lhshas at googlemail.com
Tue Apr 15 15:21:26 CEST 2008
On Tue, Apr 15, 2008 at 3:03 PM, Robert J. Hansen <rjh at sixdemonbag.org> wrote:
> One of the best techniques available to us for controlling complexity in
> software--and definitely the simplest--is to take a chainsaw to the
> feature list. Go through the specification and copy down every single
> MUST. Stop right there. Implement the MUSTs, make them rock solid
> reliable. Only then allow yourself to start worrying about SHOULDs and
I thought gpg already implements the MUSTs very well (ok sometimes
there are security problems but this will probably never go away with
> > Apart from that I had some discussions with Christoph and we both think,
> that the RFC should be much stricter, especially in what is required.
> Bring it up with the working group.
He's still writing ;-)
> I know of at least one major telco which was, for a while, using OpenPGP
> to secure billing information on a national level. That was some years
> ago, though, and they may have changed their system since. (Due to NDA,
> I'm unable to disclose the telco name.)
Unfortunately I see a general trend to use the simpler but weaker
hierarchical model of X509.... :-(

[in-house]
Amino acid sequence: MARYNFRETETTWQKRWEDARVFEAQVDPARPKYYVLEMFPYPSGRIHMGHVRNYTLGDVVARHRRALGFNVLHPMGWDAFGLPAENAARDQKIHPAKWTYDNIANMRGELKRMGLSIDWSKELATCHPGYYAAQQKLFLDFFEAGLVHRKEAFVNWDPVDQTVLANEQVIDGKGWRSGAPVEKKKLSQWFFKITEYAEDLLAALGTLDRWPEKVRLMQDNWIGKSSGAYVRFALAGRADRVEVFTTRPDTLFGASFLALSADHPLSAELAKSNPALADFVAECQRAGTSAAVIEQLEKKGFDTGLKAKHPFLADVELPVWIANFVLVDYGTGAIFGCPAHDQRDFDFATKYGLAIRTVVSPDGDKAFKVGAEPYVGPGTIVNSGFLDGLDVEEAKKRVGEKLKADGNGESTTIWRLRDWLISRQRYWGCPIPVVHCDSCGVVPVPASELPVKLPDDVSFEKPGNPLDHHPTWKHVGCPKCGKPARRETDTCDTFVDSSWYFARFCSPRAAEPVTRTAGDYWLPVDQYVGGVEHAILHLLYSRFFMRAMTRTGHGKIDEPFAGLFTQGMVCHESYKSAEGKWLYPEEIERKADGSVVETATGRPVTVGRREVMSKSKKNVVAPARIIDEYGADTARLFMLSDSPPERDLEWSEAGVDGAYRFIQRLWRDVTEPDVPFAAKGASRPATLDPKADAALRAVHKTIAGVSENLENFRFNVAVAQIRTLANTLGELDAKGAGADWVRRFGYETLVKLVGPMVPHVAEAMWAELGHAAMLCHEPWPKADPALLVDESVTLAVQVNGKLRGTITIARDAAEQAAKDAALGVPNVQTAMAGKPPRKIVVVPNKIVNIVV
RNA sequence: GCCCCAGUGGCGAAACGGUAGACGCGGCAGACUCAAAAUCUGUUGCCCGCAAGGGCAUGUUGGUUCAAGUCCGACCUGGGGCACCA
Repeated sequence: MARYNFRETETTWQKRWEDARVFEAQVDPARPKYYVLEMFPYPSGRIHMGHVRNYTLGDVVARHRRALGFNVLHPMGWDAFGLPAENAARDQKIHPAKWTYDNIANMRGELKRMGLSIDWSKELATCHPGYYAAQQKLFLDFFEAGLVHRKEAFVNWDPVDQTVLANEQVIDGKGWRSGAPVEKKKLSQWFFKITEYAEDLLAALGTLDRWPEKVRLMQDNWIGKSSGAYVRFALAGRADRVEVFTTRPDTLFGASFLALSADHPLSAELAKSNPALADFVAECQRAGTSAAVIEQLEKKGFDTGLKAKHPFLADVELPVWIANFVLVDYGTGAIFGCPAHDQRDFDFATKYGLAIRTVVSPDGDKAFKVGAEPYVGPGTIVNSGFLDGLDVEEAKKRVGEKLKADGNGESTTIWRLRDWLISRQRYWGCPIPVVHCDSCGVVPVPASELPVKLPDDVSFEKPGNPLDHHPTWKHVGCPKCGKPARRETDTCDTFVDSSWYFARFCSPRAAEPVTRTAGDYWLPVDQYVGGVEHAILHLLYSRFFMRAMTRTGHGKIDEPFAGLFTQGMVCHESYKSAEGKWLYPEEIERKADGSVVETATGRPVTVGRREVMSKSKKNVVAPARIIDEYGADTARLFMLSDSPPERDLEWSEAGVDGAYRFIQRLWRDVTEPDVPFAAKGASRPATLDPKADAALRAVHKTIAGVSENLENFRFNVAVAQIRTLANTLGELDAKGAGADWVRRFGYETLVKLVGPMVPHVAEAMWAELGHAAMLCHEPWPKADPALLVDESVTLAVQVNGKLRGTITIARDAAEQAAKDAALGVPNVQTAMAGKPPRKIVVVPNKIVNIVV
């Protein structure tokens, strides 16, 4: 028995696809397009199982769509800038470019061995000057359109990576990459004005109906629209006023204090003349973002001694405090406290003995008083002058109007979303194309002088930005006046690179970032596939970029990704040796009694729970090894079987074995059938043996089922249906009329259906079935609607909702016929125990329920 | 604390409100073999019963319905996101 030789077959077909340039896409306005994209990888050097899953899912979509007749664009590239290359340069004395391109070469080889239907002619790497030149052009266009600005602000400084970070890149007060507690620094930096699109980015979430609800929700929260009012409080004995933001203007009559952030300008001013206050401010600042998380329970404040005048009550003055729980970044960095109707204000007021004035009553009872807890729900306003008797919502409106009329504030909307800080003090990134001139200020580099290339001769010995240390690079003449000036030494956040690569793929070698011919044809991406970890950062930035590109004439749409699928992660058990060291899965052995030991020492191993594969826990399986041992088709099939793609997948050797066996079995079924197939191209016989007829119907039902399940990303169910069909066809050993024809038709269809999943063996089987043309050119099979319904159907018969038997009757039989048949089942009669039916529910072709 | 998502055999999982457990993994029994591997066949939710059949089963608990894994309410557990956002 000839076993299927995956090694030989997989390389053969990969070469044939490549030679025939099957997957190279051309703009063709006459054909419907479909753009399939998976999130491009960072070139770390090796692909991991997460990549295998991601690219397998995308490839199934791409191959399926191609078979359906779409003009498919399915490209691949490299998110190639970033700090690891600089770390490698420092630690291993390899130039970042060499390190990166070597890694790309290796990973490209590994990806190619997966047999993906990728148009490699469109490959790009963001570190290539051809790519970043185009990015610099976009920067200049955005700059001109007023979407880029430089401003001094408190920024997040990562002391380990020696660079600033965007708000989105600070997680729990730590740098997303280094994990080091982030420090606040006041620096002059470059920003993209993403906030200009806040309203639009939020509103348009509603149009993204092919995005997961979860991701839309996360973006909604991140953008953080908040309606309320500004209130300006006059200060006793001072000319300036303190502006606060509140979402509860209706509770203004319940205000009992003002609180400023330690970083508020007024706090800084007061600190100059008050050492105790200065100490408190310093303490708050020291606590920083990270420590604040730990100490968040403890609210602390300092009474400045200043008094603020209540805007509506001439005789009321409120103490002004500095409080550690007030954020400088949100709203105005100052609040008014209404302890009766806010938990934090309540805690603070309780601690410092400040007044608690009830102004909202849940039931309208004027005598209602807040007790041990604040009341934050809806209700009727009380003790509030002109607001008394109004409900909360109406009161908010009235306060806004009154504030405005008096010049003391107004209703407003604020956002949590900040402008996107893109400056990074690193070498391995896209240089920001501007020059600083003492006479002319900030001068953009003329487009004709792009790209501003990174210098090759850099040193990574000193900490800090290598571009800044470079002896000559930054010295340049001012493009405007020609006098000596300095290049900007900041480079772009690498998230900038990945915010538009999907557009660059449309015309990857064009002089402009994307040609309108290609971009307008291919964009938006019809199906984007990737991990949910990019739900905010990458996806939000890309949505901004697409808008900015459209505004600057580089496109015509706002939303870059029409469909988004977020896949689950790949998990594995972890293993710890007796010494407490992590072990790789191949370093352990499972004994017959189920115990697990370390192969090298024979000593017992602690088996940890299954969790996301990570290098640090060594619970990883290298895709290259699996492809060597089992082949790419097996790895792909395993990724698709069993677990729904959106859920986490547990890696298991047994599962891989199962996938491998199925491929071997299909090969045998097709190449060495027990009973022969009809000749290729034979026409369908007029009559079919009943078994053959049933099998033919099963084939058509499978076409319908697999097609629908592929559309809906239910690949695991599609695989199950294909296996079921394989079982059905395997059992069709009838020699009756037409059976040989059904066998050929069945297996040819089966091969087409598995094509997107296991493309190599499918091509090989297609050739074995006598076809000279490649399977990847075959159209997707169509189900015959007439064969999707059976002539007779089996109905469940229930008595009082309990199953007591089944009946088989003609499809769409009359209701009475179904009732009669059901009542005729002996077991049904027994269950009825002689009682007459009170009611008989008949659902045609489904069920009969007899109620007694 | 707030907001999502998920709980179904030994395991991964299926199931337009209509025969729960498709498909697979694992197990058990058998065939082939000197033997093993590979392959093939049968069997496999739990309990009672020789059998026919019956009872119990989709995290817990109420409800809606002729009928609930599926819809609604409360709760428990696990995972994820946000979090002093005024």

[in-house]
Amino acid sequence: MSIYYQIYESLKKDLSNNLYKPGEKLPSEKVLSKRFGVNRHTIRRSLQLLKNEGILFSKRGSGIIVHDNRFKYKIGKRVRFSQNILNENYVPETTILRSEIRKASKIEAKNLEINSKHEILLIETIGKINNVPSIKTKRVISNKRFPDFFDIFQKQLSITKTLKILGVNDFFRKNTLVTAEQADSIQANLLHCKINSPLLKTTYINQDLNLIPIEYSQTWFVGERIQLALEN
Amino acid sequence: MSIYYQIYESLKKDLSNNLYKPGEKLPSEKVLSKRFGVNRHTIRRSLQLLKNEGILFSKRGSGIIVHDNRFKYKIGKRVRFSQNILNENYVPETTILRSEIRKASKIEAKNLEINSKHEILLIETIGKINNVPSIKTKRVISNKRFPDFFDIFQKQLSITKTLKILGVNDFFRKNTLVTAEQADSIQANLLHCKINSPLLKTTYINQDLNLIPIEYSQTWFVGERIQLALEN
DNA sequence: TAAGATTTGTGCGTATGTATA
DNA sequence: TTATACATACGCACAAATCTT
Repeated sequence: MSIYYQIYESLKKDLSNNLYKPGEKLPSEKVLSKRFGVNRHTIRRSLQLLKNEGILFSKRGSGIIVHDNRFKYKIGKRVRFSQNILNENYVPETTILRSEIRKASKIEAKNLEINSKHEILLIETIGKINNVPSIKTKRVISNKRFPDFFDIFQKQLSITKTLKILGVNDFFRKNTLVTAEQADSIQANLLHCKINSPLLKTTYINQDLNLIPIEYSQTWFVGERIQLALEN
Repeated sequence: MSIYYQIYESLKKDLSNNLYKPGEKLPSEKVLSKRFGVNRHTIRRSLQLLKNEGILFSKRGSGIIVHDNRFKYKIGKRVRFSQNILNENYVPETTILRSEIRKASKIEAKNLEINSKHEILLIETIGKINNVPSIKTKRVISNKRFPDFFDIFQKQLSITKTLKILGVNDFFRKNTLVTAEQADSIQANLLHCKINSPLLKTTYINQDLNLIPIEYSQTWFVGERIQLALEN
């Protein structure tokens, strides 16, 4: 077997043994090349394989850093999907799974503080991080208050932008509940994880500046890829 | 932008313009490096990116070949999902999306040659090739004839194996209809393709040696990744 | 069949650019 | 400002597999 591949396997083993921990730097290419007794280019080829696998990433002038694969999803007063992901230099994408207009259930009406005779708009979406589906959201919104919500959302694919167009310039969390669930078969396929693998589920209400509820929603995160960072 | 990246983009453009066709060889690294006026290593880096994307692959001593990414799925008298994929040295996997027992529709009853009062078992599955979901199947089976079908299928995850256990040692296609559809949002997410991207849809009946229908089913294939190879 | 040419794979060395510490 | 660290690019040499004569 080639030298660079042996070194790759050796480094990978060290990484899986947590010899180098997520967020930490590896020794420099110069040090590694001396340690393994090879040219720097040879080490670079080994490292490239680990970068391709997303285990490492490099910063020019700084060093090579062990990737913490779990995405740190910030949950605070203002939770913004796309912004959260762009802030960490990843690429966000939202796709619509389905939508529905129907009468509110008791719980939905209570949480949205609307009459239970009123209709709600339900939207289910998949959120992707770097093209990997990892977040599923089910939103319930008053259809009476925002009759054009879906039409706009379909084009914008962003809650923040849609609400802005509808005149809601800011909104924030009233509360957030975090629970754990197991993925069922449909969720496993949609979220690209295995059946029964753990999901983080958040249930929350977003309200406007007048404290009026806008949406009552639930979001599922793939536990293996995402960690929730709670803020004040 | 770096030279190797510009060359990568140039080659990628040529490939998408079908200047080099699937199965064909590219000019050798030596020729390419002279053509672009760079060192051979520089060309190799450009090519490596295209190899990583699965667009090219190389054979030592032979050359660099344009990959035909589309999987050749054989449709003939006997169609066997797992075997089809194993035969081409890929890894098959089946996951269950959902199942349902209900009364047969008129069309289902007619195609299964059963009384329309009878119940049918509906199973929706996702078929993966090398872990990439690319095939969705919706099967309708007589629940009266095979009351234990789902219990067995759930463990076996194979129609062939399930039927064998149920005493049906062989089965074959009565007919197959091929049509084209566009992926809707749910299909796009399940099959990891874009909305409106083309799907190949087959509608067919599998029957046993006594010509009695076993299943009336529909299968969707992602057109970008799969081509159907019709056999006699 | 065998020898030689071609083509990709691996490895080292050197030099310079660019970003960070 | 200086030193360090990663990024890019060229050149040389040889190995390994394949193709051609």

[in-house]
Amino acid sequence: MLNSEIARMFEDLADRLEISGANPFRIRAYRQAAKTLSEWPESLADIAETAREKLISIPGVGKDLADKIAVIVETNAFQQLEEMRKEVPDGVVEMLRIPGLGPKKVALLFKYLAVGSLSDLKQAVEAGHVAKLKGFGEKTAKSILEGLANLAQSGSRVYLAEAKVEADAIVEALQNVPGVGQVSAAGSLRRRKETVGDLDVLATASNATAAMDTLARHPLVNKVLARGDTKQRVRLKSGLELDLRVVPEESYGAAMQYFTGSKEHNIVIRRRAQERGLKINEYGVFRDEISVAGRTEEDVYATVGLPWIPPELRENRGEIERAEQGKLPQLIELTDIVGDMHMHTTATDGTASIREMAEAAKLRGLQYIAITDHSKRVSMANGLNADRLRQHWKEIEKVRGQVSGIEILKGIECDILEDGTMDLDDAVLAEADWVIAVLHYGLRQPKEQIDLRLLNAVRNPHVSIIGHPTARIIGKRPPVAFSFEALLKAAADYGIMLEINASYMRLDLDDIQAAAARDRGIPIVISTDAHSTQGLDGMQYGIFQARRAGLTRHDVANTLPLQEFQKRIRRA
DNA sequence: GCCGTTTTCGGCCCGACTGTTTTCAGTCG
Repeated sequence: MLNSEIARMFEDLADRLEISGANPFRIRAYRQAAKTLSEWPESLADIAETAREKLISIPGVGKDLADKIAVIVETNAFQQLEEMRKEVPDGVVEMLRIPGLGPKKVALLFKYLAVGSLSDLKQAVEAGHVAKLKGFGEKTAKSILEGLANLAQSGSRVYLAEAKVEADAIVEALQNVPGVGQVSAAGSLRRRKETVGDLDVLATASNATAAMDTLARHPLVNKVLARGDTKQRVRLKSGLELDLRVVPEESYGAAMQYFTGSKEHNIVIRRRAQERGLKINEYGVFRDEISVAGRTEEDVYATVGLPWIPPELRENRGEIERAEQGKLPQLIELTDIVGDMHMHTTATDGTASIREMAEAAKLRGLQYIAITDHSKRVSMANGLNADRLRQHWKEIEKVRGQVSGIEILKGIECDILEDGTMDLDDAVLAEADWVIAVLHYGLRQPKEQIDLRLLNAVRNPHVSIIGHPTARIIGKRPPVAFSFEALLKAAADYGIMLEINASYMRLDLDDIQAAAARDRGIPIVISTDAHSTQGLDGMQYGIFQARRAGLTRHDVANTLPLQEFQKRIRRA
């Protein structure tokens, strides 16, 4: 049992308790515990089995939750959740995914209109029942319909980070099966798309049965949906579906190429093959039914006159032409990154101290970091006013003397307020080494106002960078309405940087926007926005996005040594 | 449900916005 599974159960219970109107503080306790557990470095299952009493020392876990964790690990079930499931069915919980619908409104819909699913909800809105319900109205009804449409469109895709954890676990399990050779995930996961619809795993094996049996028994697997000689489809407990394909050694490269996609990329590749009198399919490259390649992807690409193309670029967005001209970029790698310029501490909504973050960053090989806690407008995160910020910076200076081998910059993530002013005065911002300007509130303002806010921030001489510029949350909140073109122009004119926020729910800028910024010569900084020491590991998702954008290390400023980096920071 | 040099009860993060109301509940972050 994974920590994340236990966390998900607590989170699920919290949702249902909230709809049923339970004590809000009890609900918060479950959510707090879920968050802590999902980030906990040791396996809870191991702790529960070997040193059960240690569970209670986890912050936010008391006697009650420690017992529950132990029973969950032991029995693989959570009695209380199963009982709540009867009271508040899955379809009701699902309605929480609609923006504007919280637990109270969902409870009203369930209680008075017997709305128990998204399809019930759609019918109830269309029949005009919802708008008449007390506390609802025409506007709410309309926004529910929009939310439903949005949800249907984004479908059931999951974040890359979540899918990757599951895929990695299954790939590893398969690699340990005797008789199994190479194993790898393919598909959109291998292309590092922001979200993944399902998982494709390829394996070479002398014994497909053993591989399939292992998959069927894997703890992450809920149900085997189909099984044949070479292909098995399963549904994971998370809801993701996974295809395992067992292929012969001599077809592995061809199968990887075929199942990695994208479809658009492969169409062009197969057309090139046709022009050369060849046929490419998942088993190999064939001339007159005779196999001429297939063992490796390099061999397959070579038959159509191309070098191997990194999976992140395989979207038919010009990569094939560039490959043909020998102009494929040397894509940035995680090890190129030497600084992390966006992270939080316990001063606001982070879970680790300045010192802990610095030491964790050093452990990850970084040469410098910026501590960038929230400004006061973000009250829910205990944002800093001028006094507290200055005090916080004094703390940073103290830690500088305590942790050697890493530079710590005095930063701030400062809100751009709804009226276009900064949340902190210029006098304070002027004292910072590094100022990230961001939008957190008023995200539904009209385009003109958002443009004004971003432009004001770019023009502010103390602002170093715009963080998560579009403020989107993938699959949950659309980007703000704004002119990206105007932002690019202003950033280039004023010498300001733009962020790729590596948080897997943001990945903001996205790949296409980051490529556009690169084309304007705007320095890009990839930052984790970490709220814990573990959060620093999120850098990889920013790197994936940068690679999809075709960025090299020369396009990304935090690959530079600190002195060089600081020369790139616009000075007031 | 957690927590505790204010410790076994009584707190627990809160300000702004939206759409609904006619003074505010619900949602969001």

Like the German national authorothy for digital signatures.... they
only offer X509.
btw: Some time ago I've asked them where I could met one of their
officials to securely get the root certificate...they told me that
this is not possible, and that the root certificate is only available
via an ldap server... LOL
(You must know,.. in Germany there are no man in the middle attacks,
so this is actually secure *G*)
> > And for your specific example, no one forces the insurance company or
> > the bank to use the newer versions/features.
> Except for people like you, who say "it's not hard to upgrade GnuPG, so
> there's no reason to be concerned about interoperability with old
Why? Just because new (perhaps incompatible) features are added in
newer versions,... nobody has to use that newer versions, right?
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